How to deal with the State

Contribution by C. Companyero

The state is based on violence. There is always a threat: if you do not do as the State demands, you will be locked up or hit by a man with a stick.
If you use your constitutional right to expression and assembly, the state sends its representatives with sticks, tear gas and live ammo.
The State is an instrument of oppression by the powerful. They do not even play by the rules: they are above the law themselves. We all know how politicians gain wealth beyond their means.
Confronting the State head on may not be the best option: their methods of violence are much more violent than anything we can muster. Think of the murder of twenty of ours on 20 July 2011. And then we did not even confront the State head on, we only exercised our constitutional rights.
In meetings after 20 July, the organizers met a police force threatening with even more lethal violence in case the demonstrators would continue to exercise their rights. (“Our tear gas is finished, so we are going to use live ammunition from the first moment”) The organizers then decided to cancel follow up demonstrations. We can understand their considerations. But we also need to consider the daily lethal violence that kills people on a day to day basis: our drugs are stolen even before they reach the hospitals, there is no disaster preparedness so flood victims are suffering lethal hunger and exposure to the elements. You name it, it is happening. Set that off against the violence when we alert authorities of the mess they are creating, and we see the true face of the State: violence to protect the privileges of the few.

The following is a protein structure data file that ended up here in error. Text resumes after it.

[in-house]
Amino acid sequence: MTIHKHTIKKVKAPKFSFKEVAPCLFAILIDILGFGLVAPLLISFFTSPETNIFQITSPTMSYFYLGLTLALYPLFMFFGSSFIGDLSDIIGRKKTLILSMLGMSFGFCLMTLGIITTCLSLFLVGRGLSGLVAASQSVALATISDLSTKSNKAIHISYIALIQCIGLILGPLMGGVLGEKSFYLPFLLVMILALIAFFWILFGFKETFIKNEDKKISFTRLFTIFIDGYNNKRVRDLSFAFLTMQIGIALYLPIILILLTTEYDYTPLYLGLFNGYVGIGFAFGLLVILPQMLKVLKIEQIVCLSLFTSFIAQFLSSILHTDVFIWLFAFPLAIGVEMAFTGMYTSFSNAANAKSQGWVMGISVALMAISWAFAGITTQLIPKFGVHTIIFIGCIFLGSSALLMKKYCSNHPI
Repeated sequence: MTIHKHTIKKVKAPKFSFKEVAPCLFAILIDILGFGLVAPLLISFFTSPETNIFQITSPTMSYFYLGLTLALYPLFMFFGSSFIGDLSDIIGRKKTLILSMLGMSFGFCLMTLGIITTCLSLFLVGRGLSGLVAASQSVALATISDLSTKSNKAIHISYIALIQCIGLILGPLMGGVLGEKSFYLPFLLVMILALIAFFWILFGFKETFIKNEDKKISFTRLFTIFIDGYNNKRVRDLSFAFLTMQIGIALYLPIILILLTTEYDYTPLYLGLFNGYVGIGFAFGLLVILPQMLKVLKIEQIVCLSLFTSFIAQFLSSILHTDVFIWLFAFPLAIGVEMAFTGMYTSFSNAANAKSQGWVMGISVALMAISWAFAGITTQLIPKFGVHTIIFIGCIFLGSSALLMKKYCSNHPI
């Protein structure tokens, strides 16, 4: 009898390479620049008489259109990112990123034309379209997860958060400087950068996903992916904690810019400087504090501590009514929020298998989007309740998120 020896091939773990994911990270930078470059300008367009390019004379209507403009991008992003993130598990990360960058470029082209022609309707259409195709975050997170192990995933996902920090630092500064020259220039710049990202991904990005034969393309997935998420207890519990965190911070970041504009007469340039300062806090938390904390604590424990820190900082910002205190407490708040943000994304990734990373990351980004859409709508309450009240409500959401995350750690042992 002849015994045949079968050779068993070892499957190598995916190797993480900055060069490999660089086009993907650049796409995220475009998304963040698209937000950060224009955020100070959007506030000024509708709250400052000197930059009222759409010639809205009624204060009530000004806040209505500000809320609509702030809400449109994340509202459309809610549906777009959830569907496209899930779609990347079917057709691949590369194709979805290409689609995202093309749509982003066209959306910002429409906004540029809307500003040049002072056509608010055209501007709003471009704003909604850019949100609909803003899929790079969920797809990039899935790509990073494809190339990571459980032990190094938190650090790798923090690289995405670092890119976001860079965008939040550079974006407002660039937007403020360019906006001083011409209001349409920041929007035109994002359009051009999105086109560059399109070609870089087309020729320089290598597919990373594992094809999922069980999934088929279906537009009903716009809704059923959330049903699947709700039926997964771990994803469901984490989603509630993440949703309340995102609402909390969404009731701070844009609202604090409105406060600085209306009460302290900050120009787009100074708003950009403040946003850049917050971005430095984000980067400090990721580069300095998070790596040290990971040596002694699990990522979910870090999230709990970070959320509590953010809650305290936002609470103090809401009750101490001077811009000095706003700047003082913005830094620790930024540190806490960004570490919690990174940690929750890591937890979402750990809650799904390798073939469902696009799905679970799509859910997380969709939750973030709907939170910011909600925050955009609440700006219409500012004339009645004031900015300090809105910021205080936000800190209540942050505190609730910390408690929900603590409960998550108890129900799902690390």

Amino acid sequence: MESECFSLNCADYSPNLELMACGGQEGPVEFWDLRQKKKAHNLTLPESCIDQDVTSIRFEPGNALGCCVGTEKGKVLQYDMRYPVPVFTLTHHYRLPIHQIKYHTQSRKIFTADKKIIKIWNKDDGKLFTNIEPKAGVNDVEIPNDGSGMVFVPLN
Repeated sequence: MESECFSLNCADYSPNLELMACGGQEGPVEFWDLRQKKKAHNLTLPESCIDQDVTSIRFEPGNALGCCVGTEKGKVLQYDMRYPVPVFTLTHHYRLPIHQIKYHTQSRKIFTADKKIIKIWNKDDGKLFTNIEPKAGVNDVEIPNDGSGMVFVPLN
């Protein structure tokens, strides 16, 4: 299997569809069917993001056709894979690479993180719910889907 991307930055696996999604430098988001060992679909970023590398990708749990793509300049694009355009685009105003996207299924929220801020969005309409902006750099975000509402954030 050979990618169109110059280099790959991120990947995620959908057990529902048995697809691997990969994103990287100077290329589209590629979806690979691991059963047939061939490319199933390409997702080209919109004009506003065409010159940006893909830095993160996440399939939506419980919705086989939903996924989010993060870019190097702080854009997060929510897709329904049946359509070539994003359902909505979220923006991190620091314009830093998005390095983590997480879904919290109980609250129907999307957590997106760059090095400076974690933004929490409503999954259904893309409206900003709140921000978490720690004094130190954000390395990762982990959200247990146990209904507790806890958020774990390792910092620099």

Confronting them head on is dangerous and may not be effective. What can we do instead?
I propose to create our own spaces, withdrawn from the influence of the State. Stay outside the formal economy, stay outside the tax system that funds the oppression. Form our own collectives (or soviets in the terms of Chilembwe Liberation). Cooperate and stay outside the ineffective and corrupt State machinery. We do not get rich, but we do gain a certain level of freedom, and we can undermine the power by ignoring it, rather than confronting it.


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